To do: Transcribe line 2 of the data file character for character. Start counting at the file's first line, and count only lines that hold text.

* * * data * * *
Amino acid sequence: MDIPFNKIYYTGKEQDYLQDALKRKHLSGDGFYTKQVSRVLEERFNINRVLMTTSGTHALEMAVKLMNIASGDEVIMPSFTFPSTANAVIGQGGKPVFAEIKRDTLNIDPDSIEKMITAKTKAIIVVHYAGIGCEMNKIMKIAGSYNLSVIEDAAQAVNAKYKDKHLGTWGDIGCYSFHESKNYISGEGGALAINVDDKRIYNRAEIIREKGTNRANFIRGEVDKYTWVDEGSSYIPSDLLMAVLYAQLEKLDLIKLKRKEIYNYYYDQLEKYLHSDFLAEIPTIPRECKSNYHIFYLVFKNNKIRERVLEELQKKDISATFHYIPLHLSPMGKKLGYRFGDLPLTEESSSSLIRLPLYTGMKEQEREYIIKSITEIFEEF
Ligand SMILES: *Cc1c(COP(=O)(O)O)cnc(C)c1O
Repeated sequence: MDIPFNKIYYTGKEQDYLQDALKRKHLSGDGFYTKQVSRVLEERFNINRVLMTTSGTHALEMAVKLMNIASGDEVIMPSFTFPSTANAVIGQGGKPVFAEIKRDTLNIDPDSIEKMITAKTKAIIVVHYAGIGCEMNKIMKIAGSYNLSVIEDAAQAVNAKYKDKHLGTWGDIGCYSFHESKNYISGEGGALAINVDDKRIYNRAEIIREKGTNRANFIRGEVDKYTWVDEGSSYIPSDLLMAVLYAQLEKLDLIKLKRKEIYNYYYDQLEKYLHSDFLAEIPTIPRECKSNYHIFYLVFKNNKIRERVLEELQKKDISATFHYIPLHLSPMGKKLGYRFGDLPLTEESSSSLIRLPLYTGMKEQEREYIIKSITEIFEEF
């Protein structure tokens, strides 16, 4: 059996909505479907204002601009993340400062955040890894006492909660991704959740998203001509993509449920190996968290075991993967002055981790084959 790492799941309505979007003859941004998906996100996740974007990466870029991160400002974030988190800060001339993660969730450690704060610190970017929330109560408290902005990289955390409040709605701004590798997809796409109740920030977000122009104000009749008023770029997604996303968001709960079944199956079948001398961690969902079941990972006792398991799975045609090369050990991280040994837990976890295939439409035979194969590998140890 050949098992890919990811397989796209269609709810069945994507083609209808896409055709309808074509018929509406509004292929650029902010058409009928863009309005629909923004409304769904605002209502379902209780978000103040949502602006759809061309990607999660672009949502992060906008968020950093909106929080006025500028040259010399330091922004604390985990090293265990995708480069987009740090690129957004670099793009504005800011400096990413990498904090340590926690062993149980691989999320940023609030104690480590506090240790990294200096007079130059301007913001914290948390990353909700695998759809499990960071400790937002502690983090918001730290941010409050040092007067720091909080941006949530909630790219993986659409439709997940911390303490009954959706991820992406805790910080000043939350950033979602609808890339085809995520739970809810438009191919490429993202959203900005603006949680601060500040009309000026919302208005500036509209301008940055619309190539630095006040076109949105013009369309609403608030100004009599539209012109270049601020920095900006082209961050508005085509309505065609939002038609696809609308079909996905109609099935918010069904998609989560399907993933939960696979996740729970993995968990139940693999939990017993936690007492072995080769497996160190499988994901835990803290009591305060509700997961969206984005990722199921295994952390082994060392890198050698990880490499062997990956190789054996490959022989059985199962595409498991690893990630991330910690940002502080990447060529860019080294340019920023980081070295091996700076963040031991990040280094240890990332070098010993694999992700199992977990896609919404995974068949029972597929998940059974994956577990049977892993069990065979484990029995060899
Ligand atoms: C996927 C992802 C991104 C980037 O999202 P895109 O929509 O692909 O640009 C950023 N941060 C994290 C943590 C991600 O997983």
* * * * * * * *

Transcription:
Ligand SMILES: *Cc1c(COP(=O)(O)O)cnc(C)c1O